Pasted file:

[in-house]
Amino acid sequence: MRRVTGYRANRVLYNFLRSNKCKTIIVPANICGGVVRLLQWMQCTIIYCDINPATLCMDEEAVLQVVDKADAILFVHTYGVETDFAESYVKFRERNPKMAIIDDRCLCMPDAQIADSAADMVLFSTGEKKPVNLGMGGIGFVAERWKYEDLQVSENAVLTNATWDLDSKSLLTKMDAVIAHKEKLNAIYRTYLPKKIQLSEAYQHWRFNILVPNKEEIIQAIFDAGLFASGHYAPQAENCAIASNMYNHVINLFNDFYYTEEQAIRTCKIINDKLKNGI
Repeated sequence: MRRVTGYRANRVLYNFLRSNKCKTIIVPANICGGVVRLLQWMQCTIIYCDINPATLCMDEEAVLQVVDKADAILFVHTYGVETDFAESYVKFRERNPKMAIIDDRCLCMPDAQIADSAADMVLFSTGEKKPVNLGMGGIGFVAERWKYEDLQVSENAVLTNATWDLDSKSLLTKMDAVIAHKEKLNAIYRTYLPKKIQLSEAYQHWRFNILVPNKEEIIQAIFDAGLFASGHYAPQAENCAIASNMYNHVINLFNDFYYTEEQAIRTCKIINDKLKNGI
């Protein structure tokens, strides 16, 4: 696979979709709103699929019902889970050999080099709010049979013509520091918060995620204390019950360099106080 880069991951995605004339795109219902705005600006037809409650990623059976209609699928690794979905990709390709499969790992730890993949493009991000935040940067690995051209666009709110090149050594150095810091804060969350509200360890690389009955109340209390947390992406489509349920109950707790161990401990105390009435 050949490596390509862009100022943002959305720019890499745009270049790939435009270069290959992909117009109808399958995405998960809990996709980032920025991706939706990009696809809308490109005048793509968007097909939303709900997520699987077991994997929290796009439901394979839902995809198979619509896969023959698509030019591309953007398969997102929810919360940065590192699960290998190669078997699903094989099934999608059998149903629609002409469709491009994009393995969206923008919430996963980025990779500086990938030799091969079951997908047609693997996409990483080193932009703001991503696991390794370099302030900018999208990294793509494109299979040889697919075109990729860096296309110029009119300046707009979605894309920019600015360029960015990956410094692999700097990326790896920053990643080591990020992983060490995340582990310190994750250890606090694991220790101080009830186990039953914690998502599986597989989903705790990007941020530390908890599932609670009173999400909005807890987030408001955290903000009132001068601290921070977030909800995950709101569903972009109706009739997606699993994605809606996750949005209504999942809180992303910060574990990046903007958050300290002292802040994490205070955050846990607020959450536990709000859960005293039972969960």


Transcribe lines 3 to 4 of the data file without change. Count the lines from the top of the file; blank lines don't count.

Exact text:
Repeated sequence: MRRVTGYRANRVLYNFLRSNKCKTIIVPANICGGVVRLLQWMQCTIIYCDINPATLCMDEEAVLQVVDKADAILFVHTYGVETDFAESYVKFRERNPKMAIIDDRCLCMPDAQIADSAADMVLFSTGEKKPVNLGMGGIGFVAERWKYEDLQVSENAVLTNATWDLDSKSLLTKMDAVIAHKEKLNAIYRTYLPKKIQLSEAYQHWRFNILVPNKEEIIQAIFDAGLFASGHYAPQAENCAIASNMYNHVINLFNDFYYTEEQAIRTCKIINDKLKNGI
């Protein structure tokens, strides 16, 4: 696979979709709103699929019902889970050999080099709010049979013509520091918060995620204390019950360099106080 880069991951995605004339795109219902705005600006037809409650990623059976209609699928690794979905990709390709499969790992730890993949493009991000935040940067690995051209666009709110090149050594150095810091804060969350509200360890690389009955109340209390947390992406489509349920109950707790161990401990105390009435 050949490596390509862009100022943002959305720019890499745009270049790939435009270069290959992909117009109808399958995405998960809990996709980032920025991706939706990009696809809308490109005048793509968007097909939303709900997520699987077991994997929290796009439901394979839902995809198979619509896969023959698509030019591309953007398969997102929810919360940065590192699960290998190669078997699903094989099934999608059998149903629609002409469709491009994009393995969206923008919430996963980025990779500086990938030799091969079951997908047609693997996409990483080193932009703001991503696991390794370099302030900018999208990294793509494109299979040889697919075109990729860096296309110029009119300046707009979605894309920019600015360029960015990956410094692999700097990326790896920053990643080591990020992983060490995340582990310190994750250890606090694991220790101080009830186990039953914690998502599986597989989903705790990007941020530390908890599932609670009173999400909005807890987030408001955290903000009132001068601290921070977030909800995950709101569903972009109706009739997606699993994605809606996750949005209504999942809180992303910060574990990046903007958050300290002292802040994490205070955050846990607020959450536990709000859960005293039972969960």